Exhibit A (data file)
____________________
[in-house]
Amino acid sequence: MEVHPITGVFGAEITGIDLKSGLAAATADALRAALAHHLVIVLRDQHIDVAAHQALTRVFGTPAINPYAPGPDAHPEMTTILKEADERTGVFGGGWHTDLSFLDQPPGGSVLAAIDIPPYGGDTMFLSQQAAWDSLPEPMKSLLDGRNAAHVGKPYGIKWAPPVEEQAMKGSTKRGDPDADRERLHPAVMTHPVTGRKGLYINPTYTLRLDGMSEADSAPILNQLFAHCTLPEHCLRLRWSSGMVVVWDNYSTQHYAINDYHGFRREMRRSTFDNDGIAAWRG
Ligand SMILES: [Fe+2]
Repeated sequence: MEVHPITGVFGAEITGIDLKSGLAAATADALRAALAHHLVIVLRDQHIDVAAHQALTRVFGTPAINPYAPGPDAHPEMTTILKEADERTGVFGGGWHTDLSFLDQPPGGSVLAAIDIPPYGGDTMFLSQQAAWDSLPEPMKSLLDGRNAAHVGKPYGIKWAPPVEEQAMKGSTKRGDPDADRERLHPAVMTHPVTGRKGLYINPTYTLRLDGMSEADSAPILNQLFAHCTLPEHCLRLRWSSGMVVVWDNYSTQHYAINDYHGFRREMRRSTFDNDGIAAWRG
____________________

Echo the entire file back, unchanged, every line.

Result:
[in-house]
Amino acid sequence: MEVHPITGVFGAEITGIDLKSGLAAATADALRAALAHHLVIVLRDQHIDVAAHQALTRVFGTPAINPYAPGPDAHPEMTTILKEADERTGVFGGGWHTDLSFLDQPPGGSVLAAIDIPPYGGDTMFLSQQAAWDSLPEPMKSLLDGRNAAHVGKPYGIKWAPPVEEQAMKGSTKRGDPDADRERLHPAVMTHPVTGRKGLYINPTYTLRLDGMSEADSAPILNQLFAHCTLPEHCLRLRWSSGMVVVWDNYSTQHYAINDYHGFRREMRRSTFDNDGIAAWRG
Ligand SMILES: [Fe+2]
Repeated sequence: MEVHPITGVFGAEITGIDLKSGLAAATADALRAALAHHLVIVLRDQHIDVAAHQALTRVFGTPAINPYAPGPDAHPEMTTILKEADERTGVFGGGWHTDLSFLDQPPGGSVLAAIDIPPYGGDTMFLSQQAAWDSLPEPMKSLLDGRNAAHVGKPYGIKWAPPVEEQAMKGSTKRGDPDADRERLHPAVMTHPVTGRKGLYINPTYTLRLDGMSEADSAPILNQLFAHCTLPEHCLRLRWSSGMVVVWDNYSTQHYAINDYHGFRREMRRSTFDNDGIAAWRG